Using a Virtual Assistant to Build Your Business
There are only 24 hours in a day and only seven days in a week. You can’t increase the number of hours in a day or days in a week, so you can’t increase the time you have for work. You can, however, accomplish more if you rely on others for certain business tasks. One great way I’ve found to use my time more productively and to get more work done is to use a virtual assistant (VA).
What Is a Virtual Assistant?
A virtual assistant isn’t a computer-generated graphic, or avatar. A virtual assistant is a real person who can work remotely to handle the tasks you need to get done. Picture having an executive assistant sitting next to you or in the adjacent room and you are can better understand the relationship with a VA.
A virtual assistant can handle a variety of work, such as:
- Creating multimedia presentations.
- Doing bookkeeping entry of your income and expenses in your accounting software.
- Handling concierge-type chores, like booking your travel and scheduling your calendar.
- Managing social media, including posting on LinkedIn, Facebook, and Twitter.
- Providing special project management or assistance, such as helping you do research for a book or other project you’re working on.
A virtual assistant usually is someone with his or her own business. The VA may be an independent contractor or have a corporation or limited liability company. This means you pay for the hours arranged for (usually a set rate per hour, often with a minimum number of hours per month). Because the VA is not your employee, you do not have to deal with any payroll taxes or benefits for the VA. If the VA is an independent contractor, you’ll have to issue a Form 1099-MISC each year to report payments of $600 or more to the IRS and to the VA.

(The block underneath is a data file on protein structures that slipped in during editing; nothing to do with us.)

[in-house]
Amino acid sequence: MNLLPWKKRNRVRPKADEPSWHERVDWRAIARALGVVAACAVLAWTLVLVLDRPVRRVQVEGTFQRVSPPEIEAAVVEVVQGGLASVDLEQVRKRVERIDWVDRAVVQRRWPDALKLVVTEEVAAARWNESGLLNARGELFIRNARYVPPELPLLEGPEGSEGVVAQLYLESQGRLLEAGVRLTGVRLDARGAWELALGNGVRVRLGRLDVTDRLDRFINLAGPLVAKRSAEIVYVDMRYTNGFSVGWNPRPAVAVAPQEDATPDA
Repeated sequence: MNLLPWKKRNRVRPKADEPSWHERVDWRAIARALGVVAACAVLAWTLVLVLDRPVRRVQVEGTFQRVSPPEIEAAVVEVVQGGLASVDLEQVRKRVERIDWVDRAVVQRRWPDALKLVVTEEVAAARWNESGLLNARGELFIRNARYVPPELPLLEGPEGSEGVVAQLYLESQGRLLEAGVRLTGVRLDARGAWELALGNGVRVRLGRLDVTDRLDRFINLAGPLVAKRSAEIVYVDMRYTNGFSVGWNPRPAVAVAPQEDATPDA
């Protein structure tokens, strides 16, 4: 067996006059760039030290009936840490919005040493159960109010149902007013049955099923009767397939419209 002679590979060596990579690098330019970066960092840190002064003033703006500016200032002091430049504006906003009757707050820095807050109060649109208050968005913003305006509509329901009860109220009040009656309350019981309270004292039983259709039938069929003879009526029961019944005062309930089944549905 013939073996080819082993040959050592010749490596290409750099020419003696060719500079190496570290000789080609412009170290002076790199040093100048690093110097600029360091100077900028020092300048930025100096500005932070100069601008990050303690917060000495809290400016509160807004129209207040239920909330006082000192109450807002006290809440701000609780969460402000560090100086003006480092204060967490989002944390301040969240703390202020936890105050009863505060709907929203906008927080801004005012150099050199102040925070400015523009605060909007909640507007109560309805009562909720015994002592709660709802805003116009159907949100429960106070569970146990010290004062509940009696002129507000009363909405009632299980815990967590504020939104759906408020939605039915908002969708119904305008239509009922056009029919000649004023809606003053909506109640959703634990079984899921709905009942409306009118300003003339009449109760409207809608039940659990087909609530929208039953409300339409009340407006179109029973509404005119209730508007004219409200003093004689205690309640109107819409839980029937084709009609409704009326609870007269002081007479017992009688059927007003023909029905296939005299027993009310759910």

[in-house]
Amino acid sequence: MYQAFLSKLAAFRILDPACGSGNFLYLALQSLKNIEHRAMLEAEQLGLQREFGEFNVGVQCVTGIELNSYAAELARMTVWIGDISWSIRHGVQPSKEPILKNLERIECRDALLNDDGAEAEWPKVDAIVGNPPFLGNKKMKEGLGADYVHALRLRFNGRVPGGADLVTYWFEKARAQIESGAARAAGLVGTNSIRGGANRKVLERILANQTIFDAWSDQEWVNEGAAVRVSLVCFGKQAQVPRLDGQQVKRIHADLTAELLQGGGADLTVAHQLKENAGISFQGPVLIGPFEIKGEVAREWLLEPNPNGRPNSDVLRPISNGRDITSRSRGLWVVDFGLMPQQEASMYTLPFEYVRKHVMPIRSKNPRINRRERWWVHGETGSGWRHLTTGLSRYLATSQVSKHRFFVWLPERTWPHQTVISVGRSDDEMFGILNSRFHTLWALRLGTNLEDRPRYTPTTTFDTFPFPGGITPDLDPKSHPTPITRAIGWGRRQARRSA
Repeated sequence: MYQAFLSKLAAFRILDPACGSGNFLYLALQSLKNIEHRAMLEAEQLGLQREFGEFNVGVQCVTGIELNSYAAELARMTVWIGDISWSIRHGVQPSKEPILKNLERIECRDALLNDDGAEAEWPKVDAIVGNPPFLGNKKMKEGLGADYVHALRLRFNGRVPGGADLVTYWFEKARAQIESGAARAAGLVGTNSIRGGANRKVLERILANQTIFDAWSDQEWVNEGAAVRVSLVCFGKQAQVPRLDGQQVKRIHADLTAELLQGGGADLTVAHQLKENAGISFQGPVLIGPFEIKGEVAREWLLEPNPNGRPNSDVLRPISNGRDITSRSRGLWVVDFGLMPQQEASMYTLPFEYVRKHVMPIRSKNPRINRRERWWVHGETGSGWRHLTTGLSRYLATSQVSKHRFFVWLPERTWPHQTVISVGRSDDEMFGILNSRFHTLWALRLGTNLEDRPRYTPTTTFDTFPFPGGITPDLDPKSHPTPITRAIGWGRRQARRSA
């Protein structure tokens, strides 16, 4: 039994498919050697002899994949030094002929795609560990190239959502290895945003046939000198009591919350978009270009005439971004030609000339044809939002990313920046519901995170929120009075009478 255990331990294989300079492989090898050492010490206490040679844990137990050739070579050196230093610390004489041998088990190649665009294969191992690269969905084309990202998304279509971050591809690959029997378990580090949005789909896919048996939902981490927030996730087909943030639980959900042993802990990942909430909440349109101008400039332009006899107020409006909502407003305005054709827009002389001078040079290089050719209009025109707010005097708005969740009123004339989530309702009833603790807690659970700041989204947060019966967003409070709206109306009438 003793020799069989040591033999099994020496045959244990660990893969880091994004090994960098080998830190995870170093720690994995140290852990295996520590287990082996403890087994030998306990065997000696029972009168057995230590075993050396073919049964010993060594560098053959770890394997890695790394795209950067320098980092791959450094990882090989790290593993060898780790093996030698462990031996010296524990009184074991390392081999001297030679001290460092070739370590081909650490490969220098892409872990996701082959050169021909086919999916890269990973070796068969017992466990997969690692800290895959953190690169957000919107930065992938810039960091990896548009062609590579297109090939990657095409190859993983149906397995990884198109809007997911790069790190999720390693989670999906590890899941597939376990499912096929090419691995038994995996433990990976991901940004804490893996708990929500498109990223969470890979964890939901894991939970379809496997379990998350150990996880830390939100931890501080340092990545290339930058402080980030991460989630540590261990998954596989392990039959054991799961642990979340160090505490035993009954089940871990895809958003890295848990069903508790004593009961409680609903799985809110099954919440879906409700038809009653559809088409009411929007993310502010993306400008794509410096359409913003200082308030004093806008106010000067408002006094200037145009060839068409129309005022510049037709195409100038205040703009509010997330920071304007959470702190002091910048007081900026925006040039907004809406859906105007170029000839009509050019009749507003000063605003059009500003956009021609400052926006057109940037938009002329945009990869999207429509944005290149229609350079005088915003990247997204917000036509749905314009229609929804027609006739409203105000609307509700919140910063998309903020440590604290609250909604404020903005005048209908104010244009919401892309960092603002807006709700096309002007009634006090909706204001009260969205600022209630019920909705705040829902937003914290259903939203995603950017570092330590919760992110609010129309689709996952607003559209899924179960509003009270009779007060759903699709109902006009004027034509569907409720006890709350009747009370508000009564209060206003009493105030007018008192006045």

How Do You Find a Virtual Assistant?
Like finding a family doctor, the best way to find a VA is to obtain a referral from another business owner who uses one. However, this may not be possible for you. Don’t worry; you can still find someone who is qualified for the work you have.
Here’s how it works. Using one or more of the sites that follow, post your needs for a VA. The more detailed you can be about what you want the VA to do for you, how many hours needed each month, what experience you’re looking for, etc., the more likely it is to receive a response that will help you find the right VA.
Add any limitations or special requirements you may have. For example, if you only want a VA within the same time zone as you, be clear about this. If you need someone who is bilingual, say so.
Resources for Finding Virtual Assistants:
AssistU allows you to post your needs if you’re looking to create a long-term relationship. You can then arrange to interview (typically by phone) those who indicated an interest in your position. You can also negotiate a rate of pay. (I found my VA through this site.)
Craigslist for a local VA (enter craigslist.org and your local site will pop up).
Elance connects you with a VA when you have freelance projects you need help with. Candidates bid on the work you post.
International Virtual Assistants Association lets you post a request for a proposal from a VA.
Twitter taps your network of followers for VA leads.
How Do You Manage the Work Arrangement?
The arrangement can work seamlessly, if you set parameters and expectations up front. Points to cover:
- What work needs to be done?
- By what time?
- Will there be regular phone chats to review upcoming work or discuss problems?
- What will the pay be?
Communication today can be done on many levels – by phone (with or without Skype), text, and email. Find a qualified VA who meets your needs, keep the lines of communication open, and watch your business grow!
About the author: Barbara Weltman is an attorney, prolific author with such titles as “J.K. Lasser’s Small Business Taxes and The Complete Idiot’s Guide to Starting a Home-Based Business,” and trusted professional advocate for small businesses and entrepreneurs. She is also the publisher of “Idea of the Day(R)” and monthly e-newsletter “Big Ideas for Small Business(R)” at BarbaraWeltman.com and host of “Build Your Business” radio. Follow her on Twitter @BarbaraWeltman.
Article originally published at eCommerceBytes. Republished with permission.